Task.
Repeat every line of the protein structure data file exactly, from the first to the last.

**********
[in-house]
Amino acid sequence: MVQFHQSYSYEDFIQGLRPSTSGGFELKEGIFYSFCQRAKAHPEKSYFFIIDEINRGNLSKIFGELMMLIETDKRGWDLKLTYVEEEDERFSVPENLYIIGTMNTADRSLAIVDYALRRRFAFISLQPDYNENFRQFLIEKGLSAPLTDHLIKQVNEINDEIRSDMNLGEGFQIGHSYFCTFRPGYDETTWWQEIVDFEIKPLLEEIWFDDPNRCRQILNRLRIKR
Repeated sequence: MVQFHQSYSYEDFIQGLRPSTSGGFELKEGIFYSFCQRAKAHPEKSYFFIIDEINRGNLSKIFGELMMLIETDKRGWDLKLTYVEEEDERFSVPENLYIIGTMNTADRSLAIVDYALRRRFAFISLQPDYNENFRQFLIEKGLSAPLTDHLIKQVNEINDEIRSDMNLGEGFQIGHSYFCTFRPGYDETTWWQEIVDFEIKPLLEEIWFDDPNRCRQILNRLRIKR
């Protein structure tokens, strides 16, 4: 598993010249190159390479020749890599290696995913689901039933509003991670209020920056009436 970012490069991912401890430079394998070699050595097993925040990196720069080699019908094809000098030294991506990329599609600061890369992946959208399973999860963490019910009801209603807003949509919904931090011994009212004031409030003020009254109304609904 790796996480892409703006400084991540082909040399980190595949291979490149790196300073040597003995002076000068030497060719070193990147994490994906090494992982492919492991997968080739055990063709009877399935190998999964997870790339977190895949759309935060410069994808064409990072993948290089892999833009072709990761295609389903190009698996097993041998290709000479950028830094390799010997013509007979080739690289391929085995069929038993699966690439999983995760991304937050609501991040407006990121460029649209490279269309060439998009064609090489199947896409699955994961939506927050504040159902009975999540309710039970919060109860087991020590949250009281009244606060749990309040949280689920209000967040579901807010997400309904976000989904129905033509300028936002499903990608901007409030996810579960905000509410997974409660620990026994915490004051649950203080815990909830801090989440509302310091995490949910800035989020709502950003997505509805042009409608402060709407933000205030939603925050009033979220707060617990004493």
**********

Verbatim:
[in-house]
Amino acid sequence: MVQFHQSYSYEDFIQGLRPSTSGGFELKEGIFYSFCQRAKAHPEKSYFFIIDEINRGNLSKIFGELMMLIETDKRGWDLKLTYVEEEDERFSVPENLYIIGTMNTADRSLAIVDYALRRRFAFISLQPDYNENFRQFLIEKGLSAPLTDHLIKQVNEINDEIRSDMNLGEGFQIGHSYFCTFRPGYDETTWWQEIVDFEIKPLLEEIWFDDPNRCRQILNRLRIKR
Repeated sequence: MVQFHQSYSYEDFIQGLRPSTSGGFELKEGIFYSFCQRAKAHPEKSYFFIIDEINRGNLSKIFGELMMLIETDKRGWDLKLTYVEEEDERFSVPENLYIIGTMNTADRSLAIVDYALRRRFAFISLQPDYNENFRQFLIEKGLSAPLTDHLIKQVNEINDEIRSDMNLGEGFQIGHSYFCTFRPGYDETTWWQEIVDFEIKPLLEEIWFDDPNRCRQILNRLRIKR
């Protein structure tokens, strides 16, 4: 598993010249190159390479020749890599290696995913689901039933509003991670209020920056009436 970012490069991912401890430079394998070699050595097993925040990196720069080699019908094809000098030294991506990329599609600061890369992946959208399973999860963490019910009801209603807003949509919904931090011994009212004031409030003020009254109304609904 790796996480892409703006400084991540082909040399980190595949291979490149790196300073040597003995002076000068030497060719070193990147994490994906090494992982492919492991997968080739055990063709009877399935190998999964997870790339977190895949759309935060410069994808064409990072993948290089892999833009072709990761295609389903190009698996097993041998290709000479950028830094390799010997013509007979080739690289391929085995069929038993699966690439999983995760991304937050609501991040407006990121460029649209490279269309060439998009064609090489199947896409699955994961939506927050504040159902009975999540309710039970919060109860087991020590949250009281009244606060749990309040949280689920209000967040579901807010997400309904976000989904129905033509300028936002499903990608901007409030996810579960905000509410997974409660620990026994915490004051649950203080815990909830801090989440509302310091995490949910800035989020709502950003997505509805042009409608402060709407933000205030939603925050009033979220707060617990004493």